Professor Sundiata Cha-Jua, a prominent history and African-American studies professor at the University of Illinois Urbana-Champaign, is under fire after using racist slurs to describe Georgia Republican Senate candidate Herschel Walker. While the racist attack has drawn criticism on conservative sites, there has been no opposing statement or protest at the university. The media has also been largely quiet. The contrast to past controversies involving conservative faculty members again raises the concern over a double standard applied by colleges and universities as well as the media. Thus far, the response to the use of racist slurs or tropes against Republicans has been the familiar sound of crickets.
Cha-Jua wrote in The News-Gazette Walker is “incompetent, subliterate and coonish.”
Recently, Walker was subjected to a racist attack on MSNBC by regular guest (and writer for Above the Law and the Nation) Elie Mystal. MSNBC never apologized to Walker or affirmed its opposition to such racist commentary.
The column was an attack on Black Republicans who Cha-Jua refers to as “MAGA Black White supremacists.”
The column seems to follow a pattern among Democratic politicians in attacking Black and Hispanic voters who are shifting over to the GOP. President Biden was ridiculed for declaring “If you have a problem figuring out whether you’re for me or Trump, then you ain’t black.”
Likewise, minority members have been opposed by minority caucuses or campaign funds controlled by Democrats. For example, Republican Jennifer-Ruth Green has attracted national attention in a surprisingly competitive race against an incumbent Democratic Rep. Frank Mrvan. The race has Democrats so worried that the Congressional Black Caucus took the controversial step of backing her white opponent despite a stated purpose of being “a non-partisan body made up of African American members of Congress” committed to achieving “access to Black Americans and other marginalized communities.”GOP Rep. Mayra Flores was barred from the Congressional Hispanic Caucus.The media has also shown the same open hostility or bias. Notably, the Huffington Post recently wrote a column celebrating the surge of Muslim Americans in the midterms as a candidates but omitted the Muslim American running to be the next senator from Pennsylvania (arguably the highest of these races): Dr. Mehmet Oz. The column titled “American Muslims In The Midterms Aren’t Long-Shot Candidates Anymore,” simply does not include the Republican among the notable Muslims seeking public office.
In his highly offensive column, Chu-Jua compares a Black Republican candidate Terence Stuber to a slave serving white masters: “And like the incompetent, subliterate and coonish Herschel Walker, Stuber reiterates ‘massa’ Trump’s talking points.” Stuber is running for Champaign County Clerk.
The lack of any protest or statement at the university is another example of how such controversies are handled when they involve faculty on the left as opposed to right. There are relatively few conservative or Republican faculty at most universities today, but the response to any such controversial statements is often immediate and overwhelming.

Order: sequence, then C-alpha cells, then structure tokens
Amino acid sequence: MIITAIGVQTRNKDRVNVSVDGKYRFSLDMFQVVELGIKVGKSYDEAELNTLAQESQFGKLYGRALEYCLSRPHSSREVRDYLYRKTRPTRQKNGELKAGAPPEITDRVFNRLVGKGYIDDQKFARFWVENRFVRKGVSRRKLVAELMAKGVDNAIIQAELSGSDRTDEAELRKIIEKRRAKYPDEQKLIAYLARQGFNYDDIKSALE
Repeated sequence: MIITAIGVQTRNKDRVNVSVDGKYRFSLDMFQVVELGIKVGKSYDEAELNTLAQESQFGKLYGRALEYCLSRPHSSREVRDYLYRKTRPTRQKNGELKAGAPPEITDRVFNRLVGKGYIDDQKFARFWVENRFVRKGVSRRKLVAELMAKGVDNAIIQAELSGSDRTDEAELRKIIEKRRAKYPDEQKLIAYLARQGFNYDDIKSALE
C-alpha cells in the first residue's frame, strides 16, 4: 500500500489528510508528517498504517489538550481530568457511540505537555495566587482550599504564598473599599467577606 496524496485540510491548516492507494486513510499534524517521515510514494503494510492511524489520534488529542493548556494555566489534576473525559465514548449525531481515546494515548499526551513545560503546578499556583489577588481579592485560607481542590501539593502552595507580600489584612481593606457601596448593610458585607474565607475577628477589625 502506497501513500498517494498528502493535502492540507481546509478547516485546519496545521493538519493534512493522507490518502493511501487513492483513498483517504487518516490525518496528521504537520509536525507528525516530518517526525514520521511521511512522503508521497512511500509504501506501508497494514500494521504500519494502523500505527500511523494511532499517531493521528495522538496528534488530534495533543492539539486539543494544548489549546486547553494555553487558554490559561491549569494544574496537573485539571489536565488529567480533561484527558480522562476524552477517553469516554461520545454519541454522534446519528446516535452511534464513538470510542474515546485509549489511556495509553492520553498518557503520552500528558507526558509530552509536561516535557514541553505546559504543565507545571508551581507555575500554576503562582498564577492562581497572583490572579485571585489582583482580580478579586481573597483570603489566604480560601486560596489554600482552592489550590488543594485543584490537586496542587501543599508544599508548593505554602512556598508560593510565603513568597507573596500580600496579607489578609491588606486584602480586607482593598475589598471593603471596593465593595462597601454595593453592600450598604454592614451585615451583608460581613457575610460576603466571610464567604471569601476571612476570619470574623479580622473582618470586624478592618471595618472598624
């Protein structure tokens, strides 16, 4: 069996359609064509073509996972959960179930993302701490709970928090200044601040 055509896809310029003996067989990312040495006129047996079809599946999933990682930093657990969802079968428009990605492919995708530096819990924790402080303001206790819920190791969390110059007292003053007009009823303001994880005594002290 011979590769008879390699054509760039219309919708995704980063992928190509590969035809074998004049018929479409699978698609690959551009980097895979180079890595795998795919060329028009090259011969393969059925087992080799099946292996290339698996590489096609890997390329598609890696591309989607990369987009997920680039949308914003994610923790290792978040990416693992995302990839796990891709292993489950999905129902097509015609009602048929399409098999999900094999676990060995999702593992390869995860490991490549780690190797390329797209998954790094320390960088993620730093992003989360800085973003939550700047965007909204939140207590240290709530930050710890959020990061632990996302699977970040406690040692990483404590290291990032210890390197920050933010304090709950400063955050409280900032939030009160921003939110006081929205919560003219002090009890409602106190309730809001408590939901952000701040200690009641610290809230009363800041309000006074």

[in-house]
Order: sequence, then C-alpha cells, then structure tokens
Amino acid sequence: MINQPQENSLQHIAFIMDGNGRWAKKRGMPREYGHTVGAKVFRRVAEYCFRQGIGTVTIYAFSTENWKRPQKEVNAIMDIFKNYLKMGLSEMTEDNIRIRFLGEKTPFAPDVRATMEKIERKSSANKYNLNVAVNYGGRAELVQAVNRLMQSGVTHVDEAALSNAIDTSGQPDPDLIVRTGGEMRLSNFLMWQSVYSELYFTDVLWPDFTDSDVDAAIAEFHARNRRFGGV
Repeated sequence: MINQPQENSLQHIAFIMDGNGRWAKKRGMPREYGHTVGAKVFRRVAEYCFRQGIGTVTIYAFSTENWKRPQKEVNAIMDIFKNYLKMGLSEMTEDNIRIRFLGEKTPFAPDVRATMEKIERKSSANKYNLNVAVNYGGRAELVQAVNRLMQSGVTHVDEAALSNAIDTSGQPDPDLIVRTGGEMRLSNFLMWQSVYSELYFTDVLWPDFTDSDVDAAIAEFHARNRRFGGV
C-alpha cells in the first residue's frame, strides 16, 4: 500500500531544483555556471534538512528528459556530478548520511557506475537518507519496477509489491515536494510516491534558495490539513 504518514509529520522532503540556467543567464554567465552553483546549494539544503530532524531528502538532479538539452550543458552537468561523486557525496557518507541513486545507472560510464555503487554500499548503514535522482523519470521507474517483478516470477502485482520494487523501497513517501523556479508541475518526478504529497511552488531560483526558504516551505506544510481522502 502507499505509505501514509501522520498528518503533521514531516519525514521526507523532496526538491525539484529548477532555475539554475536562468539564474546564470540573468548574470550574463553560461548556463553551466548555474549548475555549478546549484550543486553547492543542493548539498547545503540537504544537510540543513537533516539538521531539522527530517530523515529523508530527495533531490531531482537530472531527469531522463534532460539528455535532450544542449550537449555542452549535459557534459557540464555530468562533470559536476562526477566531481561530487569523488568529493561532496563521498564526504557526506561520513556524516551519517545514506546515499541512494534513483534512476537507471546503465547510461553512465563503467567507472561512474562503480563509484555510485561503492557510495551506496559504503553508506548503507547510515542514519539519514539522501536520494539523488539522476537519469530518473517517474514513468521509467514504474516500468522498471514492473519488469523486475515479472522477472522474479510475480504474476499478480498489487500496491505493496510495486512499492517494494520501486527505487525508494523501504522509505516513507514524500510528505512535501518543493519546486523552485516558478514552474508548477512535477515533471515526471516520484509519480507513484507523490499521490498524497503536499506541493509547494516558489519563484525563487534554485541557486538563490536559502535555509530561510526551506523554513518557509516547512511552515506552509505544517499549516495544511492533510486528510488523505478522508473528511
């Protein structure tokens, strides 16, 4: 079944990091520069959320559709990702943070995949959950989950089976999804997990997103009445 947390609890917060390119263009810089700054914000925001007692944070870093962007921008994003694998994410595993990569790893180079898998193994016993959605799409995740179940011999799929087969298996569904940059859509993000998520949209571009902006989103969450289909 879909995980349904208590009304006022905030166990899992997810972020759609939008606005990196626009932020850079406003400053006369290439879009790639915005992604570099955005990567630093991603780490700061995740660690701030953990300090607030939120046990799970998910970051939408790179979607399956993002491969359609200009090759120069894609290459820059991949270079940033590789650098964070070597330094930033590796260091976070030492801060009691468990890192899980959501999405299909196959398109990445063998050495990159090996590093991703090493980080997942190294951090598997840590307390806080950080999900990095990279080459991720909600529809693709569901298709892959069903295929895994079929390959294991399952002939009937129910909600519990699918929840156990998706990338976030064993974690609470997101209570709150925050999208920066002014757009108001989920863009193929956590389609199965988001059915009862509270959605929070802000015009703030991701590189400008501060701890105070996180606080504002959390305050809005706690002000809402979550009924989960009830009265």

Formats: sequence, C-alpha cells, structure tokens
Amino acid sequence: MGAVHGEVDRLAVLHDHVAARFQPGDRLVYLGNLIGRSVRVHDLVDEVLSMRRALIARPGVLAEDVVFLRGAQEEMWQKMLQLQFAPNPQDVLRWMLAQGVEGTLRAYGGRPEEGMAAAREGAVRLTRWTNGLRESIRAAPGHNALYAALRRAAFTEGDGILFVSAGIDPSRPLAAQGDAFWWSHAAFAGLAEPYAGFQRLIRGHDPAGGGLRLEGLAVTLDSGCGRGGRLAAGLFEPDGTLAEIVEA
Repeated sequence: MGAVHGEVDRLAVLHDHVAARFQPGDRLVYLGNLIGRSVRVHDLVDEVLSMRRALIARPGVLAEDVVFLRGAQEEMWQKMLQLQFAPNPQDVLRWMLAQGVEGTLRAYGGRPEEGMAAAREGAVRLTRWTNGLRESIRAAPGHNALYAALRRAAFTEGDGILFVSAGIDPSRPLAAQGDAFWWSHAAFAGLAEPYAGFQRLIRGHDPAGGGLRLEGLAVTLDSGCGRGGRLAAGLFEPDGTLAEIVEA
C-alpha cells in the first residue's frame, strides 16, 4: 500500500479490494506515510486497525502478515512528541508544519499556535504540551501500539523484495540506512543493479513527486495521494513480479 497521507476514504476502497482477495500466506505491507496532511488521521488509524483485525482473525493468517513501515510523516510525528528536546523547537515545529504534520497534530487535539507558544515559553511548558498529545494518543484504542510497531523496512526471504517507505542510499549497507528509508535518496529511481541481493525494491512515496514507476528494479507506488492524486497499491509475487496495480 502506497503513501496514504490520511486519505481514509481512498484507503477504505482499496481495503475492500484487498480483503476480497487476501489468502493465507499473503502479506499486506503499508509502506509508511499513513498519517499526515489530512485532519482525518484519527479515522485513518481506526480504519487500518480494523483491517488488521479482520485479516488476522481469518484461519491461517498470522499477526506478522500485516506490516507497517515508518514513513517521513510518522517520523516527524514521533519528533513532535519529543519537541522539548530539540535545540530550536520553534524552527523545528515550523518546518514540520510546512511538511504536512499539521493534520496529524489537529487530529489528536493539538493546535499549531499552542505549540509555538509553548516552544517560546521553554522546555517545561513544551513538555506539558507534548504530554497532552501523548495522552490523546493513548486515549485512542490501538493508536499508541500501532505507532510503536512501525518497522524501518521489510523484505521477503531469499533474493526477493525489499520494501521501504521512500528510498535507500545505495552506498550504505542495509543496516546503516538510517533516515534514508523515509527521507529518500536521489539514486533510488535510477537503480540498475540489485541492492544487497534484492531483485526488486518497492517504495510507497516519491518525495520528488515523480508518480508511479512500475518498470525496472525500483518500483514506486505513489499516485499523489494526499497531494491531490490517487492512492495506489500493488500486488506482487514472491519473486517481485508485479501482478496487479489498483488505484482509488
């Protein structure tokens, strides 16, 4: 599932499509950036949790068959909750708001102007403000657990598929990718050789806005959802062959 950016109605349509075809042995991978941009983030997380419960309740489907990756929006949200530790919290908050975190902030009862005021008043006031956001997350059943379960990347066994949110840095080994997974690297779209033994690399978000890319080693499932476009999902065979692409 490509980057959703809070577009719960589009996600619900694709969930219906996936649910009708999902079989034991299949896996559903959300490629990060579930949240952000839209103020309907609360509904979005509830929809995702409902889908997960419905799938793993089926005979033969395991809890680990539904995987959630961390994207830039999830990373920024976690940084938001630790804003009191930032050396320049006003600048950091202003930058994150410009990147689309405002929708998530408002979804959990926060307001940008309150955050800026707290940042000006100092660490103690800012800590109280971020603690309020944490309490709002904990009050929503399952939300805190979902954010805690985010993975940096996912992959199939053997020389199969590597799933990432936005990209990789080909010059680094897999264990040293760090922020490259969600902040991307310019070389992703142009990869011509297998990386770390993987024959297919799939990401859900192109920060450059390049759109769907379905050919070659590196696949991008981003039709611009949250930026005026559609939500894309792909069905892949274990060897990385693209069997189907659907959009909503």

I have defended faculty who have made similarly disturbing comments “detonating white people,” abolish white people, denouncing police, calling for Republicans to suffer, strangling police officers, celebrating the death of conservatives, calling for the killing of Trump supporters, supporting the murder of conservative protesters and other outrageous statements. I also defended the free speech rights of University of Rhode Island professor Erik Loomis, who defended the murder of a conservative protester and said that he saw “nothing wrong” with such acts of violence. (Loomis was later made Director of Graduate Studies of History at Rhode Island).
Even when faculty engage in hateful acts on campus, however, there is a notable difference in how universities respond depending on the viewpoint. At the University of California campus, professors actually rallied around a professor who physically assaulted pro-life advocates and tore down their display.
When these controversies arose, faculty rallied behind the free speech rights of the professors. That support was far more muted or absent when conservative faculty have found themselves at the center of controversies. The recent suspension of Ilya Shapiro is a good example. Other faculty have had to go to court to defend their free speech rights. One professor was suspended for being seen at a controversial protest.
I would defend Cha-Jua’s right to speak despite his offensive rhetoric in any effort to fire him. Yet, such language should be condemned. A professor used openly racist slurs to attack African Americans running for office and the silence from the university and the faculty at Illinois is perfectly deafening. The contrast in these cases is glaring and chilling. The professors and pundits who have written hair-triggered columns or tweets are notably silent when the racist attack is directed against Black Republicans or conservatives.
The response explains the sense of fear and intimidation for some faculty in speaking out on campuses. There is a general view that a conservative or dissenting faculty member will be given little quarter or protection in any controversy. Given the relatively small number of openly conservative or Republican professors left on many faculties, the chilling effect is perfectly glacial.